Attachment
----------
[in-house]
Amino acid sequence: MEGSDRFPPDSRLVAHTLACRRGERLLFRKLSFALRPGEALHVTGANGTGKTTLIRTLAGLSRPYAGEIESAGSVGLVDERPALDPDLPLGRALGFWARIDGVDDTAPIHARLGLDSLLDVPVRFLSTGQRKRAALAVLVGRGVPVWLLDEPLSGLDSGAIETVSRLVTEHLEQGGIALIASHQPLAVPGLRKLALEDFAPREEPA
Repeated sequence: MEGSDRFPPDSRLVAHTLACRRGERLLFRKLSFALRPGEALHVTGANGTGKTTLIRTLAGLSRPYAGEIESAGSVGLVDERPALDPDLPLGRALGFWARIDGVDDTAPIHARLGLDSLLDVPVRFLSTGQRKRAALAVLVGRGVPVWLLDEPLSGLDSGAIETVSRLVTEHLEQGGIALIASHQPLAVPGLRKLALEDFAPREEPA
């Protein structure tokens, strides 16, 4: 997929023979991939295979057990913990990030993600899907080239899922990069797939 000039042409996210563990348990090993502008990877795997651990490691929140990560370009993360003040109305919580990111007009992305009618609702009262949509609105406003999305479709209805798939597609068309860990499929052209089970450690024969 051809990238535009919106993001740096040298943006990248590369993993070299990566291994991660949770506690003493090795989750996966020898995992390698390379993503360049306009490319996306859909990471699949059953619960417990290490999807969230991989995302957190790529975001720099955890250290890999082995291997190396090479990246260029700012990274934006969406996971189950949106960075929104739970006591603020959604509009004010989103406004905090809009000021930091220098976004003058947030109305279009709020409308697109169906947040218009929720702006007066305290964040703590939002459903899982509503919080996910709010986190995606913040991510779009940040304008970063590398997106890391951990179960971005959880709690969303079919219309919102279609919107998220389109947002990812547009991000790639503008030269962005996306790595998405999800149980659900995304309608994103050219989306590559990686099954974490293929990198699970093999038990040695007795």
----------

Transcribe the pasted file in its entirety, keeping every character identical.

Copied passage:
[in-house]
Amino acid sequence: MEGSDRFPPDSRLVAHTLACRRGERLLFRKLSFALRPGEALHVTGANGTGKTTLIRTLAGLSRPYAGEIESAGSVGLVDERPALDPDLPLGRALGFWARIDGVDDTAPIHARLGLDSLLDVPVRFLSTGQRKRAALAVLVGRGVPVWLLDEPLSGLDSGAIETVSRLVTEHLEQGGIALIASHQPLAVPGLRKLALEDFAPREEPA
Repeated sequence: MEGSDRFPPDSRLVAHTLACRRGERLLFRKLSFALRPGEALHVTGANGTGKTTLIRTLAGLSRPYAGEIESAGSVGLVDERPALDPDLPLGRALGFWARIDGVDDTAPIHARLGLDSLLDVPVRFLSTGQRKRAALAVLVGRGVPVWLLDEPLSGLDSGAIETVSRLVTEHLEQGGIALIASHQPLAVPGLRKLALEDFAPREEPA
């Protein structure tokens, strides 16, 4: 997929023979991939295979057990913990990030993600899907080239899922990069797939 000039042409996210563990348990090993502008990877795997651990490691929140990560370009993360003040109305919580990111007009992305009618609702009262949509609105406003999305479709209805798939597609068309860990499929052209089970450690024969 051809990238535009919106993001740096040298943006990248590369993993070299990566291994991660949770506690003493090795989750996966020898995992390698390379993503360049306009490319996306859909990471699949059953619960417990290490999807969230991989995302957190790529975001720099955890250290890999082995291997190396090479990246260029700012990274934006969406996971189950949106960075929104739970006591603020959604509009004010989103406004905090809009000021930091220098976004003058947030109305279009709020409308697109169906947040218009929720702006007066305290964040703590939002459903899982509503919080996910709010986190995606913040991510779009940040304008970063590398997106890391951990179960971005959880709690969303079919219309919102279609919107998220389109947002990812547009991000790639503008030269962005996306790595998405999800149980659900995304309608994103050219989306590559990686099954974490293929990198699970093999038990040695007795």